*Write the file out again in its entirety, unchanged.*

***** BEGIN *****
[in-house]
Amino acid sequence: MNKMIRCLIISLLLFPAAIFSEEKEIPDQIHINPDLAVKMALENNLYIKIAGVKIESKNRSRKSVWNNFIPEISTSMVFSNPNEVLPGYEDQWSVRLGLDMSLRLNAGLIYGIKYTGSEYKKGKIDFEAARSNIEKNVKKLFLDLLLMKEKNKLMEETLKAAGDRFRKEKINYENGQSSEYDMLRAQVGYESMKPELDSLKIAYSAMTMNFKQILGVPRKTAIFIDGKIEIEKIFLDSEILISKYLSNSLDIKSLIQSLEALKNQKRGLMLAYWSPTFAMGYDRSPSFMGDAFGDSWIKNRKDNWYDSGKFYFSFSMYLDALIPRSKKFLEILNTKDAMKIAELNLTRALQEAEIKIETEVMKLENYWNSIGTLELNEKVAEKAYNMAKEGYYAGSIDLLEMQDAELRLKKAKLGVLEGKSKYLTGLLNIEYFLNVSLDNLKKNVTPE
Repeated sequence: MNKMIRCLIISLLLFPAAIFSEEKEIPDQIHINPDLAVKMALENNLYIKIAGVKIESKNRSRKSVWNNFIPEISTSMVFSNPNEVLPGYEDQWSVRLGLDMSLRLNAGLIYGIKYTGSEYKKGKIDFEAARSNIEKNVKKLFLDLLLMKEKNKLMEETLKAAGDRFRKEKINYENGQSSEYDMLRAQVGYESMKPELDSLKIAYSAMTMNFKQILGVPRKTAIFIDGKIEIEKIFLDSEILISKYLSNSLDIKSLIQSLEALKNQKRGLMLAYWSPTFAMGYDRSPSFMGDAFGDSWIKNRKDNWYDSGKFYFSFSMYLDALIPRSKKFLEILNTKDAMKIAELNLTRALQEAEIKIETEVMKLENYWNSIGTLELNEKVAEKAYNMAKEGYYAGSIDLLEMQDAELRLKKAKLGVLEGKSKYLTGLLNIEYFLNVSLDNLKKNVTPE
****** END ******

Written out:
[in-house]
Amino acid sequence: MNKMIRCLIISLLLFPAAIFSEEKEIPDQIHINPDLAVKMALENNLYIKIAGVKIESKNRSRKSVWNNFIPEISTSMVFSNPNEVLPGYEDQWSVRLGLDMSLRLNAGLIYGIKYTGSEYKKGKIDFEAARSNIEKNVKKLFLDLLLMKEKNKLMEETLKAAGDRFRKEKINYENGQSSEYDMLRAQVGYESMKPELDSLKIAYSAMTMNFKQILGVPRKTAIFIDGKIEIEKIFLDSEILISKYLSNSLDIKSLIQSLEALKNQKRGLMLAYWSPTFAMGYDRSPSFMGDAFGDSWIKNRKDNWYDSGKFYFSFSMYLDALIPRSKKFLEILNTKDAMKIAELNLTRALQEAEIKIETEVMKLENYWNSIGTLELNEKVAEKAYNMAKEGYYAGSIDLLEMQDAELRLKKAKLGVLEGKSKYLTGLLNIEYFLNVSLDNLKKNVTPE
Repeated sequence: MNKMIRCLIISLLLFPAAIFSEEKEIPDQIHINPDLAVKMALENNLYIKIAGVKIESKNRSRKSVWNNFIPEISTSMVFSNPNEVLPGYEDQWSVRLGLDMSLRLNAGLIYGIKYTGSEYKKGKIDFEAARSNIEKNVKKLFLDLLLMKEKNKLMEETLKAAGDRFRKEKINYENGQSSEYDMLRAQVGYESMKPELDSLKIAYSAMTMNFKQILGVPRKTAIFIDGKIEIEKIFLDSEILISKYLSNSLDIKSLIQSLEALKNQKRGLMLAYWSPTFAMGYDRSPSFMGDAFGDSWIKNRKDNWYDSGKFYFSFSMYLDALIPRSKKFLEILNTKDAMKIAELNLTRALQEAEIKIETEVMKLENYWNSIGTLELNEKVAEKAYNMAKEGYYAGSIDLLEMQDAELRLKKAKLGVLEGKSKYLTGLLNIEYFLNVSLDNLKKNVTPE